A Civil Campaign

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A Civil Campaign
Acivilcampaign.JPG
Cover of the first edition
Author Lois McMaster Bujold
Cover artist Patrick Turner
Country United States
Language English
Series Vorkosigan Saga
Genre Science fiction
Published 1999 (Baen Books)
Media type Print
Pages 405
ISBN 978-0-671-57827-5
Preceded by Komarr
Followed by Diplomatic Immunity

A Civil Campaign: A Comedy of Biology and Manners is a science fiction novel by Lois McMaster Bujold, first published in September 1999. It is a part of the Vorkosigan Saga, and is the thirteenth full-length novel in publication order. It is included in the 2008 omnibus Miles in Love. The title is an homage to the Georgette Heyer novel A Civil Contract and, like Heyer's historical romances, the novel focuses on romance, comedy, and courtship.[1] It is dedicated to "Jane, Charlotte, Georgette, and Dorothy", likely the novelists Jane Austen, Charlotte Brontë, Georgette Heyer, and Dorothy L. Sayers or Dorothy Dunnett.[1][2][3]

Plot summary[edit]

An Imperial wedding is afoot, as Gregor Vorbarra, Emperor of Barrayar, has finally found love in the form of Komarran heiress Laisa.

Meanwhile, Miles Vorkosigan tackles the wooing recent widow Ekaterin Vorsoisson in his typically deranged fashion: he does everything he can to avoid letting her know about the courtship prematurely, fearful that her failed marriage has put her off the institution for life. To get to see her frequently, and knowing of her ambition to become a gardener, he hires her to design a garden for Vorkosigan House.

His clone brother Mark also has romance problems with Kareen Koudelka. While it did not bother her on Beta Colony, the sexual mores of conservative Barrayar are much stricter, and she keeps their relationship a secret from her family. A significant subplot involves Mark's first entrepreneurial venture: an engineered insect called the "butter bug," capable of converting waste vegetation into nutritious, edible bug vomit.

Everything goes horribly wrong when Miles hosts a dinner party. A still-recovering Simon Illyan inadvertently blurts out Miles' not-so-secret courting (known to all the guests except the intended target). She walks out after he panics and asks her to marry him. Meanwhile, Kareen's parents forbid her to have anything to do with Mark after they find out about their relationship.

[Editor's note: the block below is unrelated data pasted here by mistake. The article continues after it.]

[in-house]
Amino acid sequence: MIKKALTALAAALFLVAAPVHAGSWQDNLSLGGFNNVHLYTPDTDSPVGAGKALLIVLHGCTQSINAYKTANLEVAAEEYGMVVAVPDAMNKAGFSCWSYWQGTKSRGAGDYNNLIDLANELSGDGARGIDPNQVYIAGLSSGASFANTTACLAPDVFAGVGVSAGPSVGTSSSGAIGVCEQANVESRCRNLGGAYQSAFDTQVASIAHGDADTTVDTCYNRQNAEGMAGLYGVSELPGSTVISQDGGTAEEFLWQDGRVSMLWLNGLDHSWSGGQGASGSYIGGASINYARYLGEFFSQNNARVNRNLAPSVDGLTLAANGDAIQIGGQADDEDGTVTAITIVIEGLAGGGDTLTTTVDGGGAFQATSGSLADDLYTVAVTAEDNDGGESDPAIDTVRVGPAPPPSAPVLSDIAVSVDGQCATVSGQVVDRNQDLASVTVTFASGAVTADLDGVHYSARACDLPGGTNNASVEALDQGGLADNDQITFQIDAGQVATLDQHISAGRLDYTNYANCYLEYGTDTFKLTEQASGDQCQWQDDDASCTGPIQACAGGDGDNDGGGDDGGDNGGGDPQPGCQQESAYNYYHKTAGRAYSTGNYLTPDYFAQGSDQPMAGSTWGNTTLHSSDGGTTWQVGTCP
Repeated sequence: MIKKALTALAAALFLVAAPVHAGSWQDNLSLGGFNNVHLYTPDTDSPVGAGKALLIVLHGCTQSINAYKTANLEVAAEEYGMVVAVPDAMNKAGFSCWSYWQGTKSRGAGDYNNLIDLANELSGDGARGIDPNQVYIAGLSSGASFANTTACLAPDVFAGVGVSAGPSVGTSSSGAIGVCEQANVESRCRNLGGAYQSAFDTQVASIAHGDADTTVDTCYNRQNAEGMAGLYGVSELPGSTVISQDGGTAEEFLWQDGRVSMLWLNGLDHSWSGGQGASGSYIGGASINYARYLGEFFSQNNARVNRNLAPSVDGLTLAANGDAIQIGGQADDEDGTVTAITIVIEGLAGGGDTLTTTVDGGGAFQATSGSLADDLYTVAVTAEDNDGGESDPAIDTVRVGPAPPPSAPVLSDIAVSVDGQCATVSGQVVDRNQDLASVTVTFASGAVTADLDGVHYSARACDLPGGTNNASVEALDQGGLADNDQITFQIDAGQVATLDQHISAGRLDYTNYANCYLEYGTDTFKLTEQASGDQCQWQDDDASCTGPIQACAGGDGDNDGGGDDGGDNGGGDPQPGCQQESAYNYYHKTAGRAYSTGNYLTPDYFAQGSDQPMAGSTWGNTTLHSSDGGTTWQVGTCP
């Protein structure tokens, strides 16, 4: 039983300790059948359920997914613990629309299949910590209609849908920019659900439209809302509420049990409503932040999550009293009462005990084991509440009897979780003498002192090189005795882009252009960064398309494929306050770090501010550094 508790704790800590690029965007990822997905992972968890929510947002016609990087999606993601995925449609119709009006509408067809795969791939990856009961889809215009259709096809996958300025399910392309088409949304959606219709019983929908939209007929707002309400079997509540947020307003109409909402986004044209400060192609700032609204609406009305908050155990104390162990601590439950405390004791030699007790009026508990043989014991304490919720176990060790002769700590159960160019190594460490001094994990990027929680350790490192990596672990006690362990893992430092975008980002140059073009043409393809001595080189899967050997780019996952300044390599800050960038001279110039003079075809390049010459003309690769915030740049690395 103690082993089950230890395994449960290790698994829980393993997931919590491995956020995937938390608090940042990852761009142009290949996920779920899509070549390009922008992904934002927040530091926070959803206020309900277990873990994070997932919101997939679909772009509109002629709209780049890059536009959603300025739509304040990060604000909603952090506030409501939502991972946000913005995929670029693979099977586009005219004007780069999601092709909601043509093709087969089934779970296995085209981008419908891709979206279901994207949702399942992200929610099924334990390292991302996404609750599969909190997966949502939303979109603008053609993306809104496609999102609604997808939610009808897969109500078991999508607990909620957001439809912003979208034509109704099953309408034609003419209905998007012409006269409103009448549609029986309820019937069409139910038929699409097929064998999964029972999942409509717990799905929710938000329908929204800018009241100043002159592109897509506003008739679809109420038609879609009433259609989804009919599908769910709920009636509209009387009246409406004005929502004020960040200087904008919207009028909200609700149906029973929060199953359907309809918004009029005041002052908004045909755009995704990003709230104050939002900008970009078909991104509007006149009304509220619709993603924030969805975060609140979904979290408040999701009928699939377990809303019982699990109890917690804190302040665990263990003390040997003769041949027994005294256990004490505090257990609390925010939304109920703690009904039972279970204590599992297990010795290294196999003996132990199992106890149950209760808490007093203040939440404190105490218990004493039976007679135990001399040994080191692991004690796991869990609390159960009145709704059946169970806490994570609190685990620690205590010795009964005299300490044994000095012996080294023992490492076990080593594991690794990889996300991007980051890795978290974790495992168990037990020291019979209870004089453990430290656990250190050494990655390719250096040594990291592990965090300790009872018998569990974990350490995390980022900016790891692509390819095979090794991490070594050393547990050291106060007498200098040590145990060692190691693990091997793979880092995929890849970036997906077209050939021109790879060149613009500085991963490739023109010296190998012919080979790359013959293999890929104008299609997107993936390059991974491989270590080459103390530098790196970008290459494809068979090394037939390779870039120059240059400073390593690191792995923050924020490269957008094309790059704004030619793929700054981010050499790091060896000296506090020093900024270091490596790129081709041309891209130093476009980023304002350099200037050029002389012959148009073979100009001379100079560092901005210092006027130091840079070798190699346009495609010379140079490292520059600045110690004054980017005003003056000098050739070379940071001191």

Meanwhile, two seats on the powerful Council of Counts are up for grabs, one because the current Count Vorbretten has been found to be part Cetagandan, dating back to the days of the Cetagandan occupation of Barrayar. The vacant countship of the late Pierre Vorrutyer is contested by a distant cousin, Richars, and Pierre's sister, Donna, who has undergone gender reassignment surgery, becoming a fully functional man, Lord Dono, in order to improve his chances at the title. Dono, who as Donna taught Ivan Vorpatril "everything he knew", turns to Ivan for assistance and advice.

As his father's proxy, Miles is courted by both sides. After Richars makes an ill-advised attempt to gain his vote, Miles throws his considerable support behind Dono. For security reasons, however, Miles is unable to defend himself against the ensuing malicious rumors.

When Ekaterin learns of the rumors, she is forced to consult Miles. Miles offers to take the blame, to spare Ekaterin and her son, but she refuses to let him.

Mark and Kareen's problem is solved after Miles advises Mark to utilize a most effective weapon: their formidable mother Cordelia. She soon has Kareen's parents cowed and amenable.

In a tumultuous Council session, Richars' bungled assault on Dono is revealed. This results in his defeat, and as an unintended consequence, the very public betrothal of Miles and Ekaterin.

Like its predecessor, this novel tells its story from the viewpoints of both Miles and Ekaterin, on occasion smoothly switching from one to the other during a given scene. There are also the viewpoints of Mark, Kareen Koudelka, and even Ivan Vorpatril, whose interior life has not been described at all before this.

Awards[edit]

A Civil Campaign was nominated for the Hugo, Nebula, and Locus Awards in 2000.[4]

References[edit]

  1. ^ a b Walton, Jo (15 April 2009). "She's getting away! Lois McMaster Bujold's A Civil Campaign". Tor.com. Retrieved 29 October 2013. 
  2. ^ David Langford (August 2003). Up Through an Empty House of Stars. Wildside Press LLC. pp. 263–4. ISBN 978-1-59224-055-5. 
  3. ^ John Lennard (1 January 2010). Of Sex and Faerie: Further Essays on Genre Fiction. Humanities-Ebooks. pp. 83–84. ISBN 978-1-84760-171-1. 
  4. ^ "2000 Award Winners & Nominees". Worlds Without End. Retrieved 2011-02-07. 

External links[edit]